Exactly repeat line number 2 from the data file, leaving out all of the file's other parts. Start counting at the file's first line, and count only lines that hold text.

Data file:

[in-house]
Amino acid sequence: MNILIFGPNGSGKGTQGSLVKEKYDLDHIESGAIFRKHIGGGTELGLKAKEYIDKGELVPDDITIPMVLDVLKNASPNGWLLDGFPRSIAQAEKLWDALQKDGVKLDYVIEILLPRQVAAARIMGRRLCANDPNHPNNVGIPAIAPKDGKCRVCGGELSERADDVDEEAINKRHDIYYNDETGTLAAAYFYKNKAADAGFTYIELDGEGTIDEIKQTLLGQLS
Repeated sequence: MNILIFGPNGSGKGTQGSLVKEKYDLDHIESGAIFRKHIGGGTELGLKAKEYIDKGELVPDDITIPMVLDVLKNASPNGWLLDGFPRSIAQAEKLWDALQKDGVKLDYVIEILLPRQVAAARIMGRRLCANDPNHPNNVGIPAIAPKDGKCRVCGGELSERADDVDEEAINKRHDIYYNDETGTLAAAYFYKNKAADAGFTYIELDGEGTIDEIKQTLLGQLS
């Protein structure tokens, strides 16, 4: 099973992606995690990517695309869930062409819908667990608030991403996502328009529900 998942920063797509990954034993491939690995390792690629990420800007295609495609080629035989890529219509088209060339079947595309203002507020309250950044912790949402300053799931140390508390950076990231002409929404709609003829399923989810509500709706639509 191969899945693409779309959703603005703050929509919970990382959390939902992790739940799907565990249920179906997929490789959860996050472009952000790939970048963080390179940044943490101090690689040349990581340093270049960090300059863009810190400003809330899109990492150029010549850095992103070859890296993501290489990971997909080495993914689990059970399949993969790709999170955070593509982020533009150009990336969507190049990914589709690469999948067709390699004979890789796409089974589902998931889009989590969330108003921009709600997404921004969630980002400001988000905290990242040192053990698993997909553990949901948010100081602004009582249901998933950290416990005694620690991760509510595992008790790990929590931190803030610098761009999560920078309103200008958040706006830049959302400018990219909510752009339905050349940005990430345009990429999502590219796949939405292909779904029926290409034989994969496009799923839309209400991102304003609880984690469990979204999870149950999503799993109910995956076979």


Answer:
Amino acid sequence: MNILIFGPNGSGKGTQGSLVKEKYDLDHIESGAIFRKHIGGGTELGLKAKEYIDKGELVPDDITIPMVLDVLKNASPNGWLLDGFPRSIAQAEKLWDALQKDGVKLDYVIEILLPRQVAAARIMGRRLCANDPNHPNNVGIPAIAPKDGKCRVCGGELSERADDVDEEAINKRHDIYYNDETGTLAAAYFYKNKAADAGFTYIELDGEGTIDEIKQTLLGQLS